One thing I noticed that I feel overwhelmed with the formatting options that notion has. I never know if it’s the right structure and you can’t easily convert let’s say from a bullet lost to a table. I wish this decision would be easier to make, revert or change. Not sure if this is only me. @maguay noticed something similar?!

1 point
maguay's avatar
@maguay (replying to @thomaspaulmann )
9 months ago

@thomaspaulmann Yeah Notion's formatting options are confusing, especially on mobile. You can convert between data types in Notion but it's not always perfect. For example, if you have a table or board embedded in a page, you can drag a bullet point or paragraph from the core document and drop it into the table or kanban board and it'll be converted into a new item (typically the text will turn into the first column of the table or the name of the kanban item). In the same way, you can drag out a table or kanban item and turn it into text or a new page, though you may lose secondary fields.

It's flexible enough to almost do anything, but with just enough oddities that it's a tad scary to push it to those limits.

2 points
thomaspaulmann's avatar
@thomaspaulmann (replying to @maguay )
9 months ago

Oh, I haven't known about the conversion! That is cool. Even a basic conversion is fine in most of the cases.

1 point
kireerik's avatar
@kireerik (replying to @thomaspaulmann )
9 months ago

I also usually close the mobile application after use and the loading is not fost but good enough for me (I am using the Android application. I think the performance should be very similar on iOS as well.).

Yes with Notion achieving certain structures unfortunately takes more steps then it could take. It is not as intuitive as it could be, but it is flexible at least.
The blocks and the system is designed in a certain way with a certain mindset (which is not the simplest and most composable one). Once you see how the creators of it meant it to be work with some extra steps you can create your own structures, frameworks and habits to work with what Notion provides.

So unfortunately it is not the best tool possible (with some minor design improvements it could get close to it), but the best one I know so far.

1 point
kireerik's avatar
@kireerik (replying to @kireerik )
9 months ago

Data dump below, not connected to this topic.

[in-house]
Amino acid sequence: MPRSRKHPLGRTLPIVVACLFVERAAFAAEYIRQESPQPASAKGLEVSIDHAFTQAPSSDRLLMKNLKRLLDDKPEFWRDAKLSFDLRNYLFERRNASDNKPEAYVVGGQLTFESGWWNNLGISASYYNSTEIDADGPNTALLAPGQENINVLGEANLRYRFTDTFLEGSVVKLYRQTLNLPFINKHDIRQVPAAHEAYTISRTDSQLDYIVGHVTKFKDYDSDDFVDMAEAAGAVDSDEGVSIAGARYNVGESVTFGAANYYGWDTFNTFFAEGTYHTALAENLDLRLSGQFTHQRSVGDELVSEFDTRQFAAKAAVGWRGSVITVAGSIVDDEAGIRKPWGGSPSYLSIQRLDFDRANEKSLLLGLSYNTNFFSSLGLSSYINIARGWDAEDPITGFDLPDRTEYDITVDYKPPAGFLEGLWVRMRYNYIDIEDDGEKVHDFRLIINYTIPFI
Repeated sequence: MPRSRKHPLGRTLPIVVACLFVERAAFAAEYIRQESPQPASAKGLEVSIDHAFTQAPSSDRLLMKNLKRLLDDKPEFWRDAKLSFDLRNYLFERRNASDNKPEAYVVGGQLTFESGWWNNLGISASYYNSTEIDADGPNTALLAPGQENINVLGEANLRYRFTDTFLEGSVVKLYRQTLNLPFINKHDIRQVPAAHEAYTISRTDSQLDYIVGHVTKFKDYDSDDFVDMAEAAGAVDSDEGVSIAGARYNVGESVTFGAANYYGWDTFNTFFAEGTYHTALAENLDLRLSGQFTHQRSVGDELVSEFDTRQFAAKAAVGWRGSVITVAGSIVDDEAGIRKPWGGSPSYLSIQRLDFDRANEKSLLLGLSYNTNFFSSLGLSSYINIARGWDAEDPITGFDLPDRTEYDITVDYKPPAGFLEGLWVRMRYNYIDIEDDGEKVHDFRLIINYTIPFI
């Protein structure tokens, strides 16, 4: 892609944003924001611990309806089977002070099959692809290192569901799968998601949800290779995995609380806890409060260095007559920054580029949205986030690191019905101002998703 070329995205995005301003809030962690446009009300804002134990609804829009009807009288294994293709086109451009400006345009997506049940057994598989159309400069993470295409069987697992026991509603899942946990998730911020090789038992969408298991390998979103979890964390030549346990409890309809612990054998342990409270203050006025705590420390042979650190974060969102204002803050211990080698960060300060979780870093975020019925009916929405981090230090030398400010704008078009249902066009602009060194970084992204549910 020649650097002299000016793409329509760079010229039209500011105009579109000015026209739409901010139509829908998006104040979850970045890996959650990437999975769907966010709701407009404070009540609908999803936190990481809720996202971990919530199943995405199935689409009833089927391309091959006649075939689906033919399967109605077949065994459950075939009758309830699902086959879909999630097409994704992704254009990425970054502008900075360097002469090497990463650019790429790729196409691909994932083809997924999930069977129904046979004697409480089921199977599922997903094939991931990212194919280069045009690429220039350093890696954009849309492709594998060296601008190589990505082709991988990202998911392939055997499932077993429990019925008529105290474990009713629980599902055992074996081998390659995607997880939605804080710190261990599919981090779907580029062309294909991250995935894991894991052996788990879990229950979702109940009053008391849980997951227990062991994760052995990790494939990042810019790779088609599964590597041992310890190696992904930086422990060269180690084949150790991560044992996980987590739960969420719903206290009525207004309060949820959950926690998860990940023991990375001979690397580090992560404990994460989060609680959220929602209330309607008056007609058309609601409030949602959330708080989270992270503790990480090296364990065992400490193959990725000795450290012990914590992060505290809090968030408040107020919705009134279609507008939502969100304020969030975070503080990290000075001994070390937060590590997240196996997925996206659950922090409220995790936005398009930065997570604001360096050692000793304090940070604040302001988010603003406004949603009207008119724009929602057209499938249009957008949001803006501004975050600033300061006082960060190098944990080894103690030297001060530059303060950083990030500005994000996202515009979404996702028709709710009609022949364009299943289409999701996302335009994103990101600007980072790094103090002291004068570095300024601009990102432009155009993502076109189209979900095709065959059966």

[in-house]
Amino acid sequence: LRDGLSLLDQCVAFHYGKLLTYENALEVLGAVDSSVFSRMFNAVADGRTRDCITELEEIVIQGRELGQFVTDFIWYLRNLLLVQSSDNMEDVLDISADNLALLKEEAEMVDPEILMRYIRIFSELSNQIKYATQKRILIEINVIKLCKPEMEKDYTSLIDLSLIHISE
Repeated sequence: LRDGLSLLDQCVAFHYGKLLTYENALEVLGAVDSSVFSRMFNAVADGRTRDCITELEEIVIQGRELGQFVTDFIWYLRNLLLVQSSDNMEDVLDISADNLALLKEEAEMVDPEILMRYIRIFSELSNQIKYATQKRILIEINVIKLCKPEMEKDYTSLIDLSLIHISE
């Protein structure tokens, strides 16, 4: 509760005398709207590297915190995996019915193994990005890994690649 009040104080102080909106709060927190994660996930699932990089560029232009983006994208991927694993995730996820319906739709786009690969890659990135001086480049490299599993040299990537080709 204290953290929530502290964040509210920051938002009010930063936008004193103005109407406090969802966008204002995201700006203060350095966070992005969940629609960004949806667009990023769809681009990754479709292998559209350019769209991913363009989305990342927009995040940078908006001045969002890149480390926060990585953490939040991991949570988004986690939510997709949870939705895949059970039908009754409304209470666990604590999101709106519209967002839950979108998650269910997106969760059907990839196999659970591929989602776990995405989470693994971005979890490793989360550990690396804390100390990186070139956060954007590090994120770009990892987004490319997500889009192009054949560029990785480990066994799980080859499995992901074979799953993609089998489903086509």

Unfortunately I also experience that reorganizing content can be more challenging than it should be.
For example recently I had many links in 1 column of a kanban board, because I have collected links there and I wanted to move them to another kanban board (and spread them into more columns to organize them): Using the move feature the elements lost their order which was important for me. So I undid this move and cut and pasted them instead. This way they keep their order, but a "Copy of " text appeared before my links, because I included my links basically as the name of the Pages which are included in the kanban board. So I needed to remove the "Copy of " text for each manually.

Until these minor behaviors are improved we better think first where do we put what and what data structures we choose to avoid the above like migration issues.

It would be great if we could use it in a capture first and organize later as needed fashion as well more easily.

1 point
jeffcdo's avatar
9 months ago

I still use a small notepad and pen. Nothing beats the flexibility (drawing a quick sketch, giving a note to somebody else, etc). About 90% of these scribblings go into Roam which I use to journal and explore connections between thoughts. I also have Drafts set up on multiple devices but find that I don't use it very often even though it's a great concept.

2 points
maguay's avatar
@maguay (replying to @jeffcdo )
9 months ago

Interesting, so you essentially write your most important notes twice, first in pen and later typing them into Roam? Or do you have a workflow to capture your handwritten notes digitally?

1 point